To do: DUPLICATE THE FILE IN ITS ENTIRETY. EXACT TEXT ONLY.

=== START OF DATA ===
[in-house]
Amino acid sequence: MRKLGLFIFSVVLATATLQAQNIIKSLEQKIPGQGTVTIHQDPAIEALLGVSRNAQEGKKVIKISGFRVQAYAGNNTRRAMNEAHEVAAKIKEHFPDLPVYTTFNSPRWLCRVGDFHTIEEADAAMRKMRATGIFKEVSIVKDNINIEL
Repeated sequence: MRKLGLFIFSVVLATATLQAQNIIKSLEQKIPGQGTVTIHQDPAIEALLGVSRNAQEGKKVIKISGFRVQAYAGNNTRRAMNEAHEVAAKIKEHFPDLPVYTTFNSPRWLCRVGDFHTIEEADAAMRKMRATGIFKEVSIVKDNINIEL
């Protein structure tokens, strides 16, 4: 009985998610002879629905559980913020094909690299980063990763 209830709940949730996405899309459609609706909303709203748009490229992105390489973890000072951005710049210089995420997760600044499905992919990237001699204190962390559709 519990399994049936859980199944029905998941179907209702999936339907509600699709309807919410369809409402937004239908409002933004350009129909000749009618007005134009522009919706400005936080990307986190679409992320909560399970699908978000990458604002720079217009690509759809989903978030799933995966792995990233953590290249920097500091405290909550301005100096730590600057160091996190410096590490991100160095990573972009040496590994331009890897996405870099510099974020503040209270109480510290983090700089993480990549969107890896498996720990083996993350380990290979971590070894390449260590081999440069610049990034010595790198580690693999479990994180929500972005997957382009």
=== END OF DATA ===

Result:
[in-house]
Amino acid sequence: MRKLGLFIFSVVLATATLQAQNIIKSLEQKIPGQGTVTIHQDPAIEALLGVSRNAQEGKKVIKISGFRVQAYAGNNTRRAMNEAHEVAAKIKEHFPDLPVYTTFNSPRWLCRVGDFHTIEEADAAMRKMRATGIFKEVSIVKDNINIEL
Repeated sequence: MRKLGLFIFSVVLATATLQAQNIIKSLEQKIPGQGTVTIHQDPAIEALLGVSRNAQEGKKVIKISGFRVQAYAGNNTRRAMNEAHEVAAKIKEHFPDLPVYTTFNSPRWLCRVGDFHTIEEADAAMRKMRATGIFKEVSIVKDNINIEL
């Protein structure tokens, strides 16, 4: 009985998610002879629905559980913020094909690299980063990763 209830709940949730996405899309459609609706909303709203748009490229992105390489973890000072951005710049210089995420997760600044499905992919990237001699204190962390559709 519990399994049936859980199944029905998941179907209702999936339907509600699709309807919410369809409402937004239908409002933004350009129909000749009618007005134009522009919706400005936080990307986190679409992320909560399970699908978000990458604002720079217009690509759809989903978030799933995966792995990233953590290249920097500091405290909550301005100096730590600057160091996190410096590490991100160095990573972009040496590994331009890897996405870099510099974020503040209270109480510290983090700089993480990549969107890896498996720990083996993350380990290979971590070894390449260590081999440069610049990034010595790198580690693999479990994180929500972005997957382009």